For the past 2 years, I have been listening, learning from and changing as a result of Dr Rangan Chatterjee’s podcast, ‘Feel Better Live More‘. (I mention his podcast in ‘My Top 4 Podcasts‘ post) I am very excited to be able to write a review on his most recent book – ‘The Stress Solution’.
Who is Dr Rangan Chatterjee?
Dr Rangan Chatterjee is a GP and a television presenter as well as the author of ‘The Stress Solution’ and ‘The 4 Pillar Plan’. He states in his podcast that he, ‘believes that everyone has the ability to feel better than they currently do but getting healthy is far too complicated.’ With his goal of simplifying this, I can happily say that his work has improved my life considerably.
Why Did I Read ‘The Stress Solution’?
I have mentioned in previous posts that I am blessed with the ability to build-up stress quite easily. I have been trying to add things into my lifestyle that can, firstly, lower my stress and secondly hinder the build-up. This is exactly why I was so thrilled to read ‘The Stress Solution’ and why I am so keen to write this review!
Now that I have set the scene, I would like to share with you four particular terms, techniques and thoughts that I have learnt from Dr Chatterjee’s book and how they have impacted my life.
What I Have Learnt From ‘The Stress Solution’
One – You can’t avoid Micro Stress Doses
We are starting off with something important that I learnt from the introduction of the book! I was introduced to the term of, ‘Micros Stress Doses‘ (
I reflected on an average day and the number of MSDs I experienced before I even got to work was insane – and that’s when I knew I had to change something. Dr Chatterjee uses examples such as reading negative news stories first thing in the morning to having an argument with a teenager to get out of bed in the morning. Whilst I can resonate with the first example, of which I now make the decision to read the news later in the day, I also discovered my own versions of these MSDs.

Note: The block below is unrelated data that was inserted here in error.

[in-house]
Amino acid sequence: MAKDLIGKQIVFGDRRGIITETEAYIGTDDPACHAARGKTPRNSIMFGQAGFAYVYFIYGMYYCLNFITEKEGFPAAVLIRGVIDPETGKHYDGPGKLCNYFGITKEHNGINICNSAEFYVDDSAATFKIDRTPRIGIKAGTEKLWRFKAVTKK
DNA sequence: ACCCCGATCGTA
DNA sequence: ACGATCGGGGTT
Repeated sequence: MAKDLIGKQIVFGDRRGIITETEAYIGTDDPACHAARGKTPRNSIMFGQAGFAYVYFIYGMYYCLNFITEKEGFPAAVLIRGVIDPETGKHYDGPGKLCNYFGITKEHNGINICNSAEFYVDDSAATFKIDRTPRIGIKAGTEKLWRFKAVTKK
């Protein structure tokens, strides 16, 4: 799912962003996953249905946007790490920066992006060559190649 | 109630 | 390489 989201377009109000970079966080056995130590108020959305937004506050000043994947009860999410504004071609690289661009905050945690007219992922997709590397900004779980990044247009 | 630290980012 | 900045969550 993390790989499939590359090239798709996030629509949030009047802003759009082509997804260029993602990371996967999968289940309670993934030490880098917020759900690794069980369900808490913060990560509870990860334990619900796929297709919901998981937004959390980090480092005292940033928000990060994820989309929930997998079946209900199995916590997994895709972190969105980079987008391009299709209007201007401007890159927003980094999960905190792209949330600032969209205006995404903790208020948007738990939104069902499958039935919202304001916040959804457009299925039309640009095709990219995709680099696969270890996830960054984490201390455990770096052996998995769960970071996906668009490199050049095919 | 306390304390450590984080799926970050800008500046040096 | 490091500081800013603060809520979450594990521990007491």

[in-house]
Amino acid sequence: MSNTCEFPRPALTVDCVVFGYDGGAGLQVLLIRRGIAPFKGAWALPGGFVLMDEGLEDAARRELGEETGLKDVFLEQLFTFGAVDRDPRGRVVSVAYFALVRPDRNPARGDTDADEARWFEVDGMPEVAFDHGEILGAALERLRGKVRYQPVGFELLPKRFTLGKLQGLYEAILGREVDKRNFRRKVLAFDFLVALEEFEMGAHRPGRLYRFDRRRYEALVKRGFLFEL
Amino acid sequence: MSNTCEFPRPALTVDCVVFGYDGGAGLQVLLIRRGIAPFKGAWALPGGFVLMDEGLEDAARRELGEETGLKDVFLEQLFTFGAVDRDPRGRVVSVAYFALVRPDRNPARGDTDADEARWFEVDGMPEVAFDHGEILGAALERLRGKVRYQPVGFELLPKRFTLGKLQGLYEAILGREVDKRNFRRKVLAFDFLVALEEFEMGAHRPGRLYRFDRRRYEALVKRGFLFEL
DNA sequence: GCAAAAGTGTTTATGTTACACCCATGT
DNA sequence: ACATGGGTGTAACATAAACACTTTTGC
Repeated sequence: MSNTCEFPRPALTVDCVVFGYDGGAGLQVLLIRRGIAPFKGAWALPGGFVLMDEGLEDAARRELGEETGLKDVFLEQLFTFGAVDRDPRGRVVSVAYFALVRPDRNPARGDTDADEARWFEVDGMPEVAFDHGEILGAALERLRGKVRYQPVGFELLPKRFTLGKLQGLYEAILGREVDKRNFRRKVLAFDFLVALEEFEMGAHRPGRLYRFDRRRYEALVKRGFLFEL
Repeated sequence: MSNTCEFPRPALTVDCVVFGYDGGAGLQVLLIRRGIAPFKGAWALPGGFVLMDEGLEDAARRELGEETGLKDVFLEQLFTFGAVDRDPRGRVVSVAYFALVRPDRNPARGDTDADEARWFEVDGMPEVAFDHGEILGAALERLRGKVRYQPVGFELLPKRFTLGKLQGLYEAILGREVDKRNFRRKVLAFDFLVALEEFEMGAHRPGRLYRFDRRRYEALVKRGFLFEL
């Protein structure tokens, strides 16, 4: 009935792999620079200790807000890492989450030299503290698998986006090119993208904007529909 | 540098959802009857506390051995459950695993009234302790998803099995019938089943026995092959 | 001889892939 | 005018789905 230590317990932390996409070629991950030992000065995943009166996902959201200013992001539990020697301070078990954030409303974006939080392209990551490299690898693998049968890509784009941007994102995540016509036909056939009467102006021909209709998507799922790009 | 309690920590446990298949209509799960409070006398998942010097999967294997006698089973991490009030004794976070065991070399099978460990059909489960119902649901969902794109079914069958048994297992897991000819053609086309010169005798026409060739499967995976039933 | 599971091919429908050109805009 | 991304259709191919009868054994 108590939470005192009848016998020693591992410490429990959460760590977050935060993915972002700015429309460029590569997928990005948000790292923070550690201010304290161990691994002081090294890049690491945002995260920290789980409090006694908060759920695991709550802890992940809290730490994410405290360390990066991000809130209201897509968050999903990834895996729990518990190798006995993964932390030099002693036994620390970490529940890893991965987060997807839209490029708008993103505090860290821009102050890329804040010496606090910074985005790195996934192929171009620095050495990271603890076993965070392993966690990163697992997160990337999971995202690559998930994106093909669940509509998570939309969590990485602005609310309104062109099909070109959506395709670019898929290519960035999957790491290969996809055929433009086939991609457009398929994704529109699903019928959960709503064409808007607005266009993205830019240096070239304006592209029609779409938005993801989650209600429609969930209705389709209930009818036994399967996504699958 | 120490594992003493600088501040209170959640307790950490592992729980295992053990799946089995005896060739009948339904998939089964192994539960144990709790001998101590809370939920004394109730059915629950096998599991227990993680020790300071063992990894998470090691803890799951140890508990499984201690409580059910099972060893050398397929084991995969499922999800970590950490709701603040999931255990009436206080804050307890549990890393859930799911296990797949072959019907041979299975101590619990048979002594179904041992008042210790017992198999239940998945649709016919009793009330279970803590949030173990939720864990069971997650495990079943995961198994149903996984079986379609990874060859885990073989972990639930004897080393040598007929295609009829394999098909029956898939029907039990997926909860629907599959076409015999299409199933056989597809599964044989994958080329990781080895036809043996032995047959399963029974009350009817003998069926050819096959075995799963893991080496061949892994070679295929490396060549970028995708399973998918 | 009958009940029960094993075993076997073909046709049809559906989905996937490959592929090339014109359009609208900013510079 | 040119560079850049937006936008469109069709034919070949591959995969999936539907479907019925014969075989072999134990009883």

Below are two of my ‘Micro Stress Doses’ that I tackled! They seem simple and obvious but I never thought much of them until reading Dr Chatterjee’s book.
1: Being ‘shocked’ out of sleep by my alarm
Jack was kind enough to gift me a Fitbit for Christmas, which includes a silent alarm, so I took advantage of that. I am now awoken by a gentle vibration and not the equivalent of, ‘GET OUT OF BED THE WORLD IS ENDING‘. If you are interested in getting one I wrote a review on mine, otherwise, I have recently seen Flora Beverly advertise a snazzy light alarm clock.
Another tip I recommend is making sure you are going to sleep and waking up within the same half-an-hour period each day, as this will allow your body to naturally set a body-clock!
2: The ‘RUN FOR THE BUS’ State
I am potentially the country’s, if not the world’s, most organised person. Yet, I still found myself running to the bus stop in the morning pretty much every day. This was a simple one to fix – I gave myself more time between finishing at the gym, getting ready for work and getting to the bus stop. Simple yet incredibly effective. Whilst every once in a while I find myself doing a
Two – The power of touch
I hadn’t found myself thinking very much about this ‘left behind’ sense until I read chapter 4. I learnt so many facts about the power of human touch and its techniques that reduces stress. These include, “touch is the first sense we develop as a foetus” and “being touched as a child helps form vital neural pathways and feeds emotional connections.”
With benefits such as reduced cortisol levels and raising levels of ‘Natural Killer’ cells, I was keen to start annoying my family with my love even more. (Sorry Mum!) Dr Chatterjee even provides six ways to get more touch into your every-day life. I have yet to book my VERY long-awaited massage (Jack is awful at them…) and the only real person I hug every-day is my Mum. However, it still feels good and sometimes I can feel it decreasing my stress